transparent lambda

Neal Gafter neal at
Mon Dec 28 08:38:55 PST 2009

[conversation moved from lambda-dev to closures-dev]

On Mon, Dec 28, 2009 at 3:38 AM, Peter Levart <peter.levart at>wrote:

> Worse, your proposal breaks transparency.  That is explained in detail in <
>> ...
> Being able to return early from a lambda has inherent conflicts with lambda
> transparency since it targets lambda's bounds - lambda becomes visible. In
> spite of that, I think (but I may be persuaded to think otherwise) that it
> is possible to combine transparency to other constructs and "additional
> features" like early return (that break Tennent's principle) in one form,
> provided that those additional features use unique statement forms -
> re-usage of same statements (return, break, continue) among different kinds
> of constructs is not allowed.

Yes, it is possible, by using a label.  It is just a bit awkward.  More on
that later.

 That single lambda form is mostly transparent. Non-transparency is obvious
> only when you nest same kind of constructs - features that target those
> kinds then select the innermost one. That's true with loops and methods in
> Java today - they are not transparent to their own kind.

The purpose of your proposal was to get transparency.  If you don't mind
being non-transparent, then you need not have proposed anything at all.
Loops are not an abstraction mechanism (more on that later), and methods
don't nest, so the reasons don't apply to them in the same way.

I have read your blog (above link) where you say: "while *existing* code
> doesn't use this new statement form, once we introduce it into the language
> we should expect people to start using it in *new* code. And once they do,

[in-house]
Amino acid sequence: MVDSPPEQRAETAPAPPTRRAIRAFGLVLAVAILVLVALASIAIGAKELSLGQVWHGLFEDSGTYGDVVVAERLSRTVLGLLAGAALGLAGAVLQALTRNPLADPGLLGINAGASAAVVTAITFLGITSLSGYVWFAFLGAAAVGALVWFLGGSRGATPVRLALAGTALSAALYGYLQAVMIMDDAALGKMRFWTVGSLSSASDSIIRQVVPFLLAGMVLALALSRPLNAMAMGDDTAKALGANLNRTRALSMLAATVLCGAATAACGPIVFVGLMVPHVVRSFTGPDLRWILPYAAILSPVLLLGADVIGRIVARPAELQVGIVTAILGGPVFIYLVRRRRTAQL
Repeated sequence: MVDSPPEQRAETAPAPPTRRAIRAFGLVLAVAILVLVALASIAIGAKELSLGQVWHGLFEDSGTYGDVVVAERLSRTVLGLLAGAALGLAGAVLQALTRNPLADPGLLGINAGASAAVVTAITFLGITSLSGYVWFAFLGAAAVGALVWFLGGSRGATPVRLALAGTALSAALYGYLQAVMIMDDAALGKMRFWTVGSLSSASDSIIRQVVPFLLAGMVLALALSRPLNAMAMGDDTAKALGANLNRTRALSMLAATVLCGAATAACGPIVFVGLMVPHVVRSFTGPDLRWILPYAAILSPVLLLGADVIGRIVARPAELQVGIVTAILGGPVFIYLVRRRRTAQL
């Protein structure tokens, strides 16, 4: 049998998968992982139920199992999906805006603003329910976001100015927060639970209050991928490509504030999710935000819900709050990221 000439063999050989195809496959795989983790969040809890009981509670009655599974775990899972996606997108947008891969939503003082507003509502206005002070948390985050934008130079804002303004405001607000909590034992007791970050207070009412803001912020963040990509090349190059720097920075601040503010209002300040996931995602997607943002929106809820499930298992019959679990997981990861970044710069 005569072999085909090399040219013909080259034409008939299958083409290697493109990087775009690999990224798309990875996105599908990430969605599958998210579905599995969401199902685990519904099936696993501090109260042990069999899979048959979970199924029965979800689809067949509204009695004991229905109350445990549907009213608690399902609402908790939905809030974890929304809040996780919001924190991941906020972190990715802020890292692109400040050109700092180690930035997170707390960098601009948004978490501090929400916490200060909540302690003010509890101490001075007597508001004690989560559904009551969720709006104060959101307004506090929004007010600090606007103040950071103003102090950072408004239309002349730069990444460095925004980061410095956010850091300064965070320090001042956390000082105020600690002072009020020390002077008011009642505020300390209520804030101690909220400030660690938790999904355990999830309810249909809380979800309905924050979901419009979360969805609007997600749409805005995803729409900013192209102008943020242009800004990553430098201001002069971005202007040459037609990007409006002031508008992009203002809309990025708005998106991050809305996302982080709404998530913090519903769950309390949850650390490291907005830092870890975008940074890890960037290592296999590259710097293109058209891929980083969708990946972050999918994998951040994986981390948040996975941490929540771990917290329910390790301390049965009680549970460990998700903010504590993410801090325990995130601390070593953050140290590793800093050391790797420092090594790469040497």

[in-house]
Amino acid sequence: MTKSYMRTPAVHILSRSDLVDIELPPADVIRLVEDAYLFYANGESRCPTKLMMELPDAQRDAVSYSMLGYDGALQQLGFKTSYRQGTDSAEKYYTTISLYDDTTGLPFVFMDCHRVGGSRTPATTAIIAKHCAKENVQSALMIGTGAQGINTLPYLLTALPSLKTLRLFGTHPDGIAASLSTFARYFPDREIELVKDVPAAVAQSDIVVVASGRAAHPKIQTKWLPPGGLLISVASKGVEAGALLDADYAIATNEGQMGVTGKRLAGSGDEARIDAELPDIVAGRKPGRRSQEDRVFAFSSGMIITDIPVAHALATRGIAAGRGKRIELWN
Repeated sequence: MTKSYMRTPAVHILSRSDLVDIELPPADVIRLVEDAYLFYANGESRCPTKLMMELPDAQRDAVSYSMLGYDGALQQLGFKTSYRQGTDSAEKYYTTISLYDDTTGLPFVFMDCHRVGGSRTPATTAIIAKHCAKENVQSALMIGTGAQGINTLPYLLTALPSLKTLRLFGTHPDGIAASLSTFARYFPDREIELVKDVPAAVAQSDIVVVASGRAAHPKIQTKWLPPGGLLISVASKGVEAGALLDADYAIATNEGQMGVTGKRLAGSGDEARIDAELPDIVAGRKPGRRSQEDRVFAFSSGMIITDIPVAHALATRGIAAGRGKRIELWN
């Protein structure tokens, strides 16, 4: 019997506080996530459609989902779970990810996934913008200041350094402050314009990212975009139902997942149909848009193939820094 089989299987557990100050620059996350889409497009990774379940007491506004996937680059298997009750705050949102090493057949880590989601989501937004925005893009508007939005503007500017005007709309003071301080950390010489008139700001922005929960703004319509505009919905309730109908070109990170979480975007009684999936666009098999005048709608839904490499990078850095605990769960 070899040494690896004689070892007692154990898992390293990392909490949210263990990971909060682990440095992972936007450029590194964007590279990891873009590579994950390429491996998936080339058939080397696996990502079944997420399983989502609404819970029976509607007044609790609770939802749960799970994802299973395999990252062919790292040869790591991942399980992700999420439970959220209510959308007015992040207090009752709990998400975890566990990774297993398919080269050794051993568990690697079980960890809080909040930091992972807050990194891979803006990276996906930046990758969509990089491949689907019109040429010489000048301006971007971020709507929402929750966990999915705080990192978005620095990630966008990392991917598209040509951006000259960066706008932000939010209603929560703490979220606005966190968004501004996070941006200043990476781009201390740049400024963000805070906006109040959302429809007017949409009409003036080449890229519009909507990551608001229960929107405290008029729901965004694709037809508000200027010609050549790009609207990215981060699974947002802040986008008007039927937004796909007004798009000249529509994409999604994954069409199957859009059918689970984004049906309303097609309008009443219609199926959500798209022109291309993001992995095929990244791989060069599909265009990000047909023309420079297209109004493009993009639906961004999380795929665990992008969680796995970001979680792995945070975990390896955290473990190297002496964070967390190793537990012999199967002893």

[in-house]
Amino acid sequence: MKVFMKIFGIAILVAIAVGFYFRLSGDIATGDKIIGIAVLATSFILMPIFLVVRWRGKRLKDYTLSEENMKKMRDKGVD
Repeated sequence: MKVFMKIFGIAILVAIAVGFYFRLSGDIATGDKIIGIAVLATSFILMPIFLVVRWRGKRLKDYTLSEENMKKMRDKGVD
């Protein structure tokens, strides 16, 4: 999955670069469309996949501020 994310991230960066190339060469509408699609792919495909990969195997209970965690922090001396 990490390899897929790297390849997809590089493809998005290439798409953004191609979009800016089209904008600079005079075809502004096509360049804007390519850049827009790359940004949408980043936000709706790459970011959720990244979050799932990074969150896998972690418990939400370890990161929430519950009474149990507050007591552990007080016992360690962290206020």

> any code that includes this statement cannot be wrapped in a closure without
> changing its meaning. Once we identified the bad smell this way, it wasn't
> hard to come up with realistic examples where it gets in the way of using
> the language."
> What realistic example did you have in mind? Does it get in the way of
> using the language any more than when you try to use nested loops with
> unlabeled break/continue?

I don't remember exactly what the examples were, but I hesitate to bring up
particular examples because I'm afraid they'd be used to drive the design
(see <>).
The basic property you want of an abstraction mechanism is that the
combination of abstraction (building a lambda) and deabstracting (invoking
it) doesn't change the meaning of what it abstracts.  This is very useful
for refactoring code to remove redundancy.  Any nontransparency interferes
with that kind of refactoring.

Loops are not an abstraction mechanism.  Loops are supposed to change the
execution of the code within them, by repeating their execution.
Nevertheless, there are two syntactic forms of loops: transparent loops and
non-transparent loops, just as we've proposed two forms for lambda
expressions.  The transparent ones are the ones that use a label.  You can
nest these any way you want, and as long as you keep your labels unique and
use labelled break and continue, nesting does not change the meaning of the
statements that are placed within a loop.  Your proposal, while purporting
to introduce transparency, actually remove the transparent (expression
lambda) form by making it non-transparent.

One approach that could be used to have lambdas that are both transparent
and allow early return would be to introduce some kind of labelling
mechanism.  The labelling mechanism could either be part of the lambda
expression syntax or the block expression syntax.  Then, introduce a
labelled return statement, possibly something like this:

*return label : expression;*

I haven't found a way to do this that feels right, but it is an approach
worth exploring.

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